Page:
11 February 2015
San Francesco - Via della Quarquonia 1 (Classroom 2 )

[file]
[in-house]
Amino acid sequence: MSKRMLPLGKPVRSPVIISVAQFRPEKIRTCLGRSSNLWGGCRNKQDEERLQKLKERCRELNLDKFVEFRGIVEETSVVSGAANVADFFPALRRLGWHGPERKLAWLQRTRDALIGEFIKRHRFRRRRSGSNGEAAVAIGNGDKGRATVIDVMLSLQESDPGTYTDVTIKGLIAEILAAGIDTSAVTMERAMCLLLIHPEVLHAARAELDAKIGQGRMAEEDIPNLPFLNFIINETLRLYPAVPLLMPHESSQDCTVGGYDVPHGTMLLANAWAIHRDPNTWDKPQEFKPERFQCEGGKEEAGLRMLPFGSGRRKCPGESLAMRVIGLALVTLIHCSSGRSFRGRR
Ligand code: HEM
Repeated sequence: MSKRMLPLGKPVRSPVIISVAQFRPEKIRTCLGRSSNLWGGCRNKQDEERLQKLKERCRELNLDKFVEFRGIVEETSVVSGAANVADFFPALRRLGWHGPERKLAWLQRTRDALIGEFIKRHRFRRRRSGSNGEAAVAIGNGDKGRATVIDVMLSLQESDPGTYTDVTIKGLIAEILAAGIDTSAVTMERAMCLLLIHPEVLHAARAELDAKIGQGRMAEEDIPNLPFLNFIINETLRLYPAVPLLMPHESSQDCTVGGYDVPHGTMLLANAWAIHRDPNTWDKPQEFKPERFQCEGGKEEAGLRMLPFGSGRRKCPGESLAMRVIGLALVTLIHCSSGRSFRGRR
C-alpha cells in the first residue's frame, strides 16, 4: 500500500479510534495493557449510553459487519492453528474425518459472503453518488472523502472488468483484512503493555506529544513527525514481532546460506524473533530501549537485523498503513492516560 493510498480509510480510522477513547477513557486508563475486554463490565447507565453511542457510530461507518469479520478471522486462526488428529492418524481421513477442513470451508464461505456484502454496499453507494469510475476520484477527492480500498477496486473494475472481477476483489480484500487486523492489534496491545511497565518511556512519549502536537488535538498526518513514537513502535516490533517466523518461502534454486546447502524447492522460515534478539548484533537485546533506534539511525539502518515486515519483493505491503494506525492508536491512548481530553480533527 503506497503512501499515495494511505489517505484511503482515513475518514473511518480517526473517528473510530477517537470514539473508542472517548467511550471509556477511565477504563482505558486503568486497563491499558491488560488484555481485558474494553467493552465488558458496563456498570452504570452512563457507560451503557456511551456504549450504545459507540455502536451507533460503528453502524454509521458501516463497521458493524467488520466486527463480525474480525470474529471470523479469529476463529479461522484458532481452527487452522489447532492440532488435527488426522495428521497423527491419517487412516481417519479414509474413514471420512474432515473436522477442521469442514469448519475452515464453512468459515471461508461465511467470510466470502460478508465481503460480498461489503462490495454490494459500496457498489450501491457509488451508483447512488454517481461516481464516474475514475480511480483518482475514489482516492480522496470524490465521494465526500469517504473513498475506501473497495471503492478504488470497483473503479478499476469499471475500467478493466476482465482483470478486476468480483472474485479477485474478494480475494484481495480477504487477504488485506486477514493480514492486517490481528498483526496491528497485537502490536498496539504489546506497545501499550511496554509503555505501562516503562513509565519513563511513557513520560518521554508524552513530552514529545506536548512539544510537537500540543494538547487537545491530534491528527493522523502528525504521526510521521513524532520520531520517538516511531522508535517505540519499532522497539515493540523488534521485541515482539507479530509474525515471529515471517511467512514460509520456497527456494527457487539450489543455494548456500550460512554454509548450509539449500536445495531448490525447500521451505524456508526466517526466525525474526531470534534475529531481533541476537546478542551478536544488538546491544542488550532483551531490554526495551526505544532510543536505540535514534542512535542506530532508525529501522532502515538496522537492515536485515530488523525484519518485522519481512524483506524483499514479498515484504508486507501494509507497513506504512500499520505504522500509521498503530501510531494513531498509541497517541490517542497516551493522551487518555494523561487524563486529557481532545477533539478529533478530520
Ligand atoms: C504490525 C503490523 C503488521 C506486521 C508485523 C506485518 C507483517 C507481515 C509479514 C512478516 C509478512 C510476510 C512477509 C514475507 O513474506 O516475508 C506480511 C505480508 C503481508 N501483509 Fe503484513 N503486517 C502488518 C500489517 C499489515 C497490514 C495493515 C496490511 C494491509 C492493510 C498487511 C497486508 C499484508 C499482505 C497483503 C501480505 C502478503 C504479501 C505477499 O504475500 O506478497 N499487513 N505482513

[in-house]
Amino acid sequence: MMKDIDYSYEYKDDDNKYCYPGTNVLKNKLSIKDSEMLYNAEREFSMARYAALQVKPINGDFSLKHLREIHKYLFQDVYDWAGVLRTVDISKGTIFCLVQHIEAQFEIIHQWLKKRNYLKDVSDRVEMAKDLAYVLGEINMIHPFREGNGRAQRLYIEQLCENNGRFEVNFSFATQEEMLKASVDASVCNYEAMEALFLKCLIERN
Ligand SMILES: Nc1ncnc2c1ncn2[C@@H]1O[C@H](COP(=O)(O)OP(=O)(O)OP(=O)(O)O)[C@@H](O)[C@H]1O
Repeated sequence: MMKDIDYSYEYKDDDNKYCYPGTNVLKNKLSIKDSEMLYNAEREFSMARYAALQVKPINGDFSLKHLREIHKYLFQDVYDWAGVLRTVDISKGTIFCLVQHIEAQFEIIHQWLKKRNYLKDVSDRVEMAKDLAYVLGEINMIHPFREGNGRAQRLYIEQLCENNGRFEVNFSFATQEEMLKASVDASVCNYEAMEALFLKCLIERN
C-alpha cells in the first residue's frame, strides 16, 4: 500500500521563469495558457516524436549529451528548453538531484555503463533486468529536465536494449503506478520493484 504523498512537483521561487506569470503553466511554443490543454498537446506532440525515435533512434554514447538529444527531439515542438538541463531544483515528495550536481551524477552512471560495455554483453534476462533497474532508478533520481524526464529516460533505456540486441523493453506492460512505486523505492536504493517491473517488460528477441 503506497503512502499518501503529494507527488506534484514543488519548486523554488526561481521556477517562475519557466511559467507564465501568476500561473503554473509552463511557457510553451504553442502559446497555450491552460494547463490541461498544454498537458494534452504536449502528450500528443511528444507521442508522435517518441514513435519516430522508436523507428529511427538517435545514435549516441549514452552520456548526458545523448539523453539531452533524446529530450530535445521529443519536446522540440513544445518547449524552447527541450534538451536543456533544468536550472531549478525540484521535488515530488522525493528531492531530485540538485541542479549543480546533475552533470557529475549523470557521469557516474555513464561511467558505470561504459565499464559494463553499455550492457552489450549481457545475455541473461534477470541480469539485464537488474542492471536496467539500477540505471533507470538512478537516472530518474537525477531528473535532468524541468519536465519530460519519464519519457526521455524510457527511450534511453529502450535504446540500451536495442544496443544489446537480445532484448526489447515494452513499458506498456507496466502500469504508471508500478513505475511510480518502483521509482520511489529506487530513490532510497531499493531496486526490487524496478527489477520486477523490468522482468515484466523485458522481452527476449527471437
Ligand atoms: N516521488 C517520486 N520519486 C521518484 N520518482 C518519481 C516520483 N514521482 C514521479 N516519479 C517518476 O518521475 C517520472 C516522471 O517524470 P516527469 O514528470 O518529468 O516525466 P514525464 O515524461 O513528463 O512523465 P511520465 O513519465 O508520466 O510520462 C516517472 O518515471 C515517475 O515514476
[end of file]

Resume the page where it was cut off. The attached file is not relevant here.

In my talk I look at the city of Lviv in western part of Ukraine, known for many people as Lwów/Lemberg/Lviv and a hometown for Poles, Jews, and Ukrainians until mid-20th century. Multiple intersecting historical memories make today's Lviv a place of high emotional attachment for many people and especially descendants of these communities now living in Poland, Israel, Canada, and the United States. Memory of trauma is tightly connected to the city. This is a place revisited as an ancestors’ home with family roots, as well as a site of rich cultural heritage. Shared by different communities and groups, however, these memories and images not only conflict with each other, but also are very often exclusionary. A particular focus for this seminar will be on various initiatives and projects of marking, preserving, studying, and commemorating the sites of three destroyed Jewish religious buildings in the city. My main questions are: How heritage initiatives supported or influenced by different groups, local, national, and international, attempt to restore and shape awareness of the city’s Jewish history and multi-ethnic past? More specifically, to what extent these projects, undertaken just before and after the collapse of the Soviet Union commemoration, create new possibilities for the city by raising public awareness about its complex past, but also may reinforce borders between the city's different ethnic pasts. Finally, is a more inclusive and "multi-cultural" approach to heritage of the city possible?